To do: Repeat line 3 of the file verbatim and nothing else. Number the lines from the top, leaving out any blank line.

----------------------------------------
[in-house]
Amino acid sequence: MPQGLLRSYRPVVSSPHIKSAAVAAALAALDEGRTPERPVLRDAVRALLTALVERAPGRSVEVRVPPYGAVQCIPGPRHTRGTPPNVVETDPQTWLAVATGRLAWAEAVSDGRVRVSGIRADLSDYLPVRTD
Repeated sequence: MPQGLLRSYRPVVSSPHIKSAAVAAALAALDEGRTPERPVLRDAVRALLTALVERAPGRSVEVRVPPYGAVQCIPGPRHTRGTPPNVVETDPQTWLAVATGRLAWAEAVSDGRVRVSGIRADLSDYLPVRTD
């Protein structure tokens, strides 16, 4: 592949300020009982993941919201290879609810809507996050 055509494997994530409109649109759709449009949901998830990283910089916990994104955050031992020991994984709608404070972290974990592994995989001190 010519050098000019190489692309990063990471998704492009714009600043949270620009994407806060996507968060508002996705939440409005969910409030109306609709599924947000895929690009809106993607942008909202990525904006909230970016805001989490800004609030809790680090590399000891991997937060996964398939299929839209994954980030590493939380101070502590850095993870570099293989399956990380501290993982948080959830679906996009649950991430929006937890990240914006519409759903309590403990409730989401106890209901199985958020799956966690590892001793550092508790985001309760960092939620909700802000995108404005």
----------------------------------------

Repeated sequence: MPQGLLRSYRPVVSSPHIKSAAVAAALAALDEGRTPERPVLRDAVRALLTALVERAPGRSVEVRVPPYGAVQCIPGPRHTRGTPPNVVETDPQTWLAVATGRLAWAEAVSDGRVRVSGIRADLSDYLPVRTD